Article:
Fluoxetine: Drug Uses, Dosage, And Side Effects

Fluoxetine: Drug Uses, Dosage, And Side Effects

What Is Fluoxetine

Fluoxetine is a medicine in a class called SSRIs or selective serotonin reuptake inhibitors fluoxetine increases the amount of the neurotransmitter serotonin in the synapse by inhibiting its reuptake into the presynaptic neuron under the theory that many forms of depression are related to a lack of serotonin. Fluoxetine has active metabolites with half-lives of a week or more. 

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Common Uses of Fluoxetine

  •  To treat OCD
  •  To treat depression
  •  To treat bulimia
  • disorder 
  •  To treat the premenstrual dysphoric disorder 
  •  To treat dysmorphic 
  •  To treat fibromyalgia 
  •  To treat anxiety 
  •  To treat PTSD 
  •  To treat premature ejaculation 
  •  To treat social anxiety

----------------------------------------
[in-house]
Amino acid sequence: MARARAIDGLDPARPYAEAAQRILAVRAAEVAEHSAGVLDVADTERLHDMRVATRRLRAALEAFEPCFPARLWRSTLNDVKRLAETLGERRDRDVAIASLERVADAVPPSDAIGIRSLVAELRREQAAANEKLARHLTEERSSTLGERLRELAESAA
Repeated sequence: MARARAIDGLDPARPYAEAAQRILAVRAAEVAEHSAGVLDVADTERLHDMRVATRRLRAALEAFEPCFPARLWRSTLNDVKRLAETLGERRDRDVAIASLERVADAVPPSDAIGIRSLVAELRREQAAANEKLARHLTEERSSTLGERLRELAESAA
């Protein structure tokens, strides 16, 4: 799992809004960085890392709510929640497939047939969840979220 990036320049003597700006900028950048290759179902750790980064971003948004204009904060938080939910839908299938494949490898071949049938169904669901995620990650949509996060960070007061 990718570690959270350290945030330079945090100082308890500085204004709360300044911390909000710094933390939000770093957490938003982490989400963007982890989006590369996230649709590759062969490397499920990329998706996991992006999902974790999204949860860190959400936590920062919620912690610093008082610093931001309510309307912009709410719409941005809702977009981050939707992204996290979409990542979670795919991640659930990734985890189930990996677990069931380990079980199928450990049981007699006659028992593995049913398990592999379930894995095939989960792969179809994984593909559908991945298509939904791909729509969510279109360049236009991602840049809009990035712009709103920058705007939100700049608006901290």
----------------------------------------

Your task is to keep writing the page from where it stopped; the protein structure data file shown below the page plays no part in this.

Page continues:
•  For many other conditions also

How fluoxetine work

Chemical neurotransmission at the synapse involves the release from the presynaptic neuron of a transmitter substance, which then begins the process of affecting by binding to receptors. One issue, though, is that the synaptic supplies of the transmitter substance then needs to be removed so that its action does not build up to be too strong, or to continue too long.

This is accomplished by a breakdown by enzymes, diffusion out of the synapse, and by reuptake of the transmitter into the presynaptic neuron by reuptake pumps. one of the theories of the genesis of depression is that it involves relatively low levels of serotonin and norepinephrine.

The SSRIs, like the fluoxetine, work by raising serotonin levels by disabling the presynaptic uptake pumps, preventing them from removing serotonin from the synapse. Unlike the TCAs, however, the SSRIs have virtually no effect on norepinephrine reuptake, and minimal affinity for cholinergic, histaminic or alpha-adrenergic receptors—hence the word ‘selective’ in their name.